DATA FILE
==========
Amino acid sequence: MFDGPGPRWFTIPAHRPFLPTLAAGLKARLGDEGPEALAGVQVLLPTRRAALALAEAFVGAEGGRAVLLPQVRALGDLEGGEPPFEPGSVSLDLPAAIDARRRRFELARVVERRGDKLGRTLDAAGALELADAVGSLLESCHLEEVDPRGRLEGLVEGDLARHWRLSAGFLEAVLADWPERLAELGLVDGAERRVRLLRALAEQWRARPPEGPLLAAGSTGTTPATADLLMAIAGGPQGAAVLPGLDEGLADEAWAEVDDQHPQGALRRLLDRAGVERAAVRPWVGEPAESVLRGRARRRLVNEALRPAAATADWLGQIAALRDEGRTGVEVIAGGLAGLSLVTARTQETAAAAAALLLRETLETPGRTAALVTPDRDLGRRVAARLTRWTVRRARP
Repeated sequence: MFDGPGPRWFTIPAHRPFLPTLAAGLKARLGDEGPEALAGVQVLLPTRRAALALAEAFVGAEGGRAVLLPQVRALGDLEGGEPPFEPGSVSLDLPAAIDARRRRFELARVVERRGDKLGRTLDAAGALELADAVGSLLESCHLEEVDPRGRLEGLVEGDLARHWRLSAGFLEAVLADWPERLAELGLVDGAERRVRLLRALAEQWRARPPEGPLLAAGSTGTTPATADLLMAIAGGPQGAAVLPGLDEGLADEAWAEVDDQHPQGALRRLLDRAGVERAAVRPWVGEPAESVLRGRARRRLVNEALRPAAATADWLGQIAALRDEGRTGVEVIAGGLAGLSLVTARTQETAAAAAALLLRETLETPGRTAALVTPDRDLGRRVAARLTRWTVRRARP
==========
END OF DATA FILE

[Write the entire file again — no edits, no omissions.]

Amino acid sequence: MFDGPGPRWFTIPAHRPFLPTLAAGLKARLGDEGPEALAGVQVLLPTRRAALALAEAFVGAEGGRAVLLPQVRALGDLEGGEPPFEPGSVSLDLPAAIDARRRRFELARVVERRGDKLGRTLDAAGALELADAVGSLLESCHLEEVDPRGRLEGLVEGDLARHWRLSAGFLEAVLADWPERLAELGLVDGAERRVRLLRALAEQWRARPPEGPLLAAGSTGTTPATADLLMAIAGGPQGAAVLPGLDEGLADEAWAEVDDQHPQGALRRLLDRAGVERAAVRPWVGEPAESVLRGRARRRLVNEALRPAAATADWLGQIAALRDEGRTGVEVIAGGLAGLSLVTARTQETAAAAAALLLRETLETPGRTAALVTPDRDLGRRVAARLTRWTVRRARP
Repeated sequence: MFDGPGPRWFTIPAHRPFLPTLAAGLKARLGDEGPEALAGVQVLLPTRRAALALAEAFVGAEGGRAVLLPQVRALGDLEGGEPPFEPGSVSLDLPAAIDARRRRFELARVVERRGDKLGRTLDAAGALELADAVGSLLESCHLEEVDPRGRLEGLVEGDLARHWRLSAGFLEAVLADWPERLAELGLVDGAERRVRLLRALAEQWRARPPEGPLLAAGSTGTTPATADLLMAIAGGPQGAAVLPGLDEGLADEAWAEVDDQHPQGALRRLLDRAGVERAAVRPWVGEPAESVLRGRARRRLVNEALRPAAATADWLGQIAALRDEGRTGVEVIAGGLAGLSLVTARTQETAAAAAALLLRETLETPGRTAALVTPDRDLGRRVAARLTRWTVRRARP